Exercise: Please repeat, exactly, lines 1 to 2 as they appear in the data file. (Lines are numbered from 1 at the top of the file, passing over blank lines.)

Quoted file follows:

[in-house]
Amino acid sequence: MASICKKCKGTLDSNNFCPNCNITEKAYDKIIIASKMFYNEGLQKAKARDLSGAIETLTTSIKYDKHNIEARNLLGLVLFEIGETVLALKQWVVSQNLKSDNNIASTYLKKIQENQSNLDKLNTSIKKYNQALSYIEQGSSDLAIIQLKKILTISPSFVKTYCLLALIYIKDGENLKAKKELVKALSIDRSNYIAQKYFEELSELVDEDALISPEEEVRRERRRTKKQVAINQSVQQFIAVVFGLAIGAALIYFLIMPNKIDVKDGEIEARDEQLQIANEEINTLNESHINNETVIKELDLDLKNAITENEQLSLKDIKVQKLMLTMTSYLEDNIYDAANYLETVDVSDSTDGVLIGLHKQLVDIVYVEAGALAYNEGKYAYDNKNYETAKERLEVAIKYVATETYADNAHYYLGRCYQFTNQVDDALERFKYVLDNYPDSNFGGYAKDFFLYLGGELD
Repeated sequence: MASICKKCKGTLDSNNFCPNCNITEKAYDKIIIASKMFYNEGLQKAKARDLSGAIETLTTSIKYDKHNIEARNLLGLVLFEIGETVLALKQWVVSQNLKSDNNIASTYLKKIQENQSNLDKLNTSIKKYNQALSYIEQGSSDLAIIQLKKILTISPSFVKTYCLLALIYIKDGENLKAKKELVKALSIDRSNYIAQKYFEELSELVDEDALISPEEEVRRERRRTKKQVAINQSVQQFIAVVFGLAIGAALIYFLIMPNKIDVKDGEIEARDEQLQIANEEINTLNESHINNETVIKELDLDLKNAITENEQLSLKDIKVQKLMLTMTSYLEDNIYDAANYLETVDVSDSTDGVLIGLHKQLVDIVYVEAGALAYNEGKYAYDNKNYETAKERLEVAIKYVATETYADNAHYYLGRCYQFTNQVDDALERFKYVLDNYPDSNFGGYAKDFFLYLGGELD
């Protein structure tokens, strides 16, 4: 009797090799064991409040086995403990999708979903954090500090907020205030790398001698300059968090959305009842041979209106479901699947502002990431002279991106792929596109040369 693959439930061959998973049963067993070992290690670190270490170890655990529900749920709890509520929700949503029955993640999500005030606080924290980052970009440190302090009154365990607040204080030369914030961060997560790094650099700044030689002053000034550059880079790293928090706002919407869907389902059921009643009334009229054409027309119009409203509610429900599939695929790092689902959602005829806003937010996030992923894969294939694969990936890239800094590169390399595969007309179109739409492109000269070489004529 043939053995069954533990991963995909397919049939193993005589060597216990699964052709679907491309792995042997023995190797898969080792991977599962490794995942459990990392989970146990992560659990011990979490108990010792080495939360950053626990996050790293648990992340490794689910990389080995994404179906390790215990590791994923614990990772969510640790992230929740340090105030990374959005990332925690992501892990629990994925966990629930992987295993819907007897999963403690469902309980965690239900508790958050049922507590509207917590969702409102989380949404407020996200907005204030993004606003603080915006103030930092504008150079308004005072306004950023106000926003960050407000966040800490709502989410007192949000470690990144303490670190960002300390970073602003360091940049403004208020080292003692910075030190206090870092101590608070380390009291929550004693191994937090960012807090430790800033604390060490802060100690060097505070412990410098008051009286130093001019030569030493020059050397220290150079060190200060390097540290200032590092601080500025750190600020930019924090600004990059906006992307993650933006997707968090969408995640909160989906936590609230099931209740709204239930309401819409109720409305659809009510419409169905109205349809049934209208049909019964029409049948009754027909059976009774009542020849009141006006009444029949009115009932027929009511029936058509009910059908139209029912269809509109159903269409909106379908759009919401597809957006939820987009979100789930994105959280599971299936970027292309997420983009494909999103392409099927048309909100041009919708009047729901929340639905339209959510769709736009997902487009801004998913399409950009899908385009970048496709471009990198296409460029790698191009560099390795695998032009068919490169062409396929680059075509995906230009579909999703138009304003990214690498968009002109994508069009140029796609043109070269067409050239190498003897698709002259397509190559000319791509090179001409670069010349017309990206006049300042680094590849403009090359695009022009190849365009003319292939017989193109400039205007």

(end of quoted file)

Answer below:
[in-house]
Amino acid sequence: MASICKKCKGTLDSNNFCPNCNITEKAYDKIIIASKMFYNEGLQKAKARDLSGAIETLTTSIKYDKHNIEARNLLGLVLFEIGETVLALKQWVVSQNLKSDNNIASTYLKKIQENQSNLDKLNTSIKKYNQALSYIEQGSSDLAIIQLKKILTISPSFVKTYCLLALIYIKDGENLKAKKELVKALSIDRSNYIAQKYFEELSELVDEDALISPEEEVRRERRRTKKQVAINQSVQQFIAVVFGLAIGAALIYFLIMPNKIDVKDGEIEARDEQLQIANEEINTLNESHINNETVIKELDLDLKNAITENEQLSLKDIKVQKLMLTMTSYLEDNIYDAANYLETVDVSDSTDGVLIGLHKQLVDIVYVEAGALAYNEGKYAYDNKNYETAKERLEVAIKYVATETYADNAHYYLGRCYQFTNQVDDALERFKYVLDNYPDSNFGGYAKDFFLYLGGELD